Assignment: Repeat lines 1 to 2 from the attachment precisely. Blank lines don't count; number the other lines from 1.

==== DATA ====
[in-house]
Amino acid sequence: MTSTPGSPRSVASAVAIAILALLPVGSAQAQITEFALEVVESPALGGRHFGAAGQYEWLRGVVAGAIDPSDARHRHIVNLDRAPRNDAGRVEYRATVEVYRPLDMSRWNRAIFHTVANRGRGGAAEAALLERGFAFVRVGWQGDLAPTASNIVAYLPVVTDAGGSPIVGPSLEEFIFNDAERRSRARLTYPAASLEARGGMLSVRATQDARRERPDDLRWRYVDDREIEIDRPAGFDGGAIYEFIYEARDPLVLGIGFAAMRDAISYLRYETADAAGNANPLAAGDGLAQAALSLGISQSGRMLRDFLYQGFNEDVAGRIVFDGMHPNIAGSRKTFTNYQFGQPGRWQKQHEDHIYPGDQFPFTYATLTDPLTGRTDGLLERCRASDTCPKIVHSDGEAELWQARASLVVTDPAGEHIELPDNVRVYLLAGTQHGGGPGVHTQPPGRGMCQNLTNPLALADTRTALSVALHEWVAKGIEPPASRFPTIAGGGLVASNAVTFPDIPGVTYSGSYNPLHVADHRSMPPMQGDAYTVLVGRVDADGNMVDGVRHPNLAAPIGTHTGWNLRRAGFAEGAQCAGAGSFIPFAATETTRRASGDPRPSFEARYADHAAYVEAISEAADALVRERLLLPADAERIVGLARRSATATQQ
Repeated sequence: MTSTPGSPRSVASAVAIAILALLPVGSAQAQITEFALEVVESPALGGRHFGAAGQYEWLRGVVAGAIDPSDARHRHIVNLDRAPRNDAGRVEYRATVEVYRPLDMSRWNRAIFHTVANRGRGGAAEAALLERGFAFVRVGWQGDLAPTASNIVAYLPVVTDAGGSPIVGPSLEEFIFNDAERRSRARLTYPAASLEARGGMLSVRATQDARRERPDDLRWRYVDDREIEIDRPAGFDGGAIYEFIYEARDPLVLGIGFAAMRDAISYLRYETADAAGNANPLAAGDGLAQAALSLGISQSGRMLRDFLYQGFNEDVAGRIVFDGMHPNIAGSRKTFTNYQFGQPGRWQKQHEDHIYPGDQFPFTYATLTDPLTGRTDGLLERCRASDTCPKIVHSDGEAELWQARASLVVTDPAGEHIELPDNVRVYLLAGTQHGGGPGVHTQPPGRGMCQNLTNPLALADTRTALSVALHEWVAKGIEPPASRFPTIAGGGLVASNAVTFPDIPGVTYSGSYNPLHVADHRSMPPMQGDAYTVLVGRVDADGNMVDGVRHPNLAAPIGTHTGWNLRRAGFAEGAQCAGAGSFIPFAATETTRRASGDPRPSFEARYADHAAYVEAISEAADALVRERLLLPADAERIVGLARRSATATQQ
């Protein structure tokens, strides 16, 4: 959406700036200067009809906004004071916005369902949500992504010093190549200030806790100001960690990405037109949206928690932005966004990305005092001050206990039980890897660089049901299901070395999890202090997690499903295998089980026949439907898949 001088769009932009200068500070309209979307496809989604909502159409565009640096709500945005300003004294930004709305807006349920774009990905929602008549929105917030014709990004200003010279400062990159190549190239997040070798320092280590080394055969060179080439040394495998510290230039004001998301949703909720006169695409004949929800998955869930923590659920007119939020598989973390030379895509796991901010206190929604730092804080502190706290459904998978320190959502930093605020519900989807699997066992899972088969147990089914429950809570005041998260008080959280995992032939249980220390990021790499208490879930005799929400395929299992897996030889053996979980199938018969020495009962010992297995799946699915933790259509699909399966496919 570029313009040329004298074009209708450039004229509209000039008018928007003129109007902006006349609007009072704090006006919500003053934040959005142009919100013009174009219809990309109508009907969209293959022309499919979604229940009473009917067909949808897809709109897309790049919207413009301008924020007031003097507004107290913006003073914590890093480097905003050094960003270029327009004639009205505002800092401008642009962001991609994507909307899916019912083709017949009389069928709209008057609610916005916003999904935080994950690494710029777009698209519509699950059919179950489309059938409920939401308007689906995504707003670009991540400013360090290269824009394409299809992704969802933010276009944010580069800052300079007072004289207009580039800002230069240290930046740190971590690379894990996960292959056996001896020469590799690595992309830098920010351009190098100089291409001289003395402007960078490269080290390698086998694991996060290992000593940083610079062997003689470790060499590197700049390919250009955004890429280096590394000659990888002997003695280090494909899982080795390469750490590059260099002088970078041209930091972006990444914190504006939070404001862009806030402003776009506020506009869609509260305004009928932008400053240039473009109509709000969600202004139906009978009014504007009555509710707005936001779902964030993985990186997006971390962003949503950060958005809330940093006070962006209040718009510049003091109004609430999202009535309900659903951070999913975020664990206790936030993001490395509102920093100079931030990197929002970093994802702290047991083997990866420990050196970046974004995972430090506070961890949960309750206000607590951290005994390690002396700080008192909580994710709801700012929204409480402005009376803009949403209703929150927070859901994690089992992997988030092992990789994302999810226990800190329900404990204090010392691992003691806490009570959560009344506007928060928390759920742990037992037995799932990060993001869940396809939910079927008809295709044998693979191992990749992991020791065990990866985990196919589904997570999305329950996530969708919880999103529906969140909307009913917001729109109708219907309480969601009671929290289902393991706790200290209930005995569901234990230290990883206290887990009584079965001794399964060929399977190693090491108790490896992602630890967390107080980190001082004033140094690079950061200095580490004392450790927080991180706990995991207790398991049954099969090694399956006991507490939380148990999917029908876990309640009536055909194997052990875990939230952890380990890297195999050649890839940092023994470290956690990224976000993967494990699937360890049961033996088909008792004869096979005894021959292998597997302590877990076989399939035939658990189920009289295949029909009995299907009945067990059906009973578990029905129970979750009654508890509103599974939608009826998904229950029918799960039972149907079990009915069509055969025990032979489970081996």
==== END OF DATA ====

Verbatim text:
[in-house]
Amino acid sequence: MTSTPGSPRSVASAVAIAILALLPVGSAQAQITEFALEVVESPALGGRHFGAAGQYEWLRGVVAGAIDPSDARHRHIVNLDRAPRNDAGRVEYRATVEVYRPLDMSRWNRAIFHTVANRGRGGAAEAALLERGFAFVRVGWQGDLAPTASNIVAYLPVVTDAGGSPIVGPSLEEFIFNDAERRSRARLTYPAASLEARGGMLSVRATQDARRERPDDLRWRYVDDREIEIDRPAGFDGGAIYEFIYEARDPLVLGIGFAAMRDAISYLRYETADAAGNANPLAAGDGLAQAALSLGISQSGRMLRDFLYQGFNEDVAGRIVFDGMHPNIAGSRKTFTNYQFGQPGRWQKQHEDHIYPGDQFPFTYATLTDPLTGRTDGLLERCRASDTCPKIVHSDGEAELWQARASLVVTDPAGEHIELPDNVRVYLLAGTQHGGGPGVHTQPPGRGMCQNLTNPLALADTRTALSVALHEWVAKGIEPPASRFPTIAGGGLVASNAVTFPDIPGVTYSGSYNPLHVADHRSMPPMQGDAYTVLVGRVDADGNMVDGVRHPNLAAPIGTHTGWNLRRAGFAEGAQCAGAGSFIPFAATETTRRASGDPRPSFEARYADHAAYVEAISEAADALVRERLLLPADAERIVGLARRSATATQQ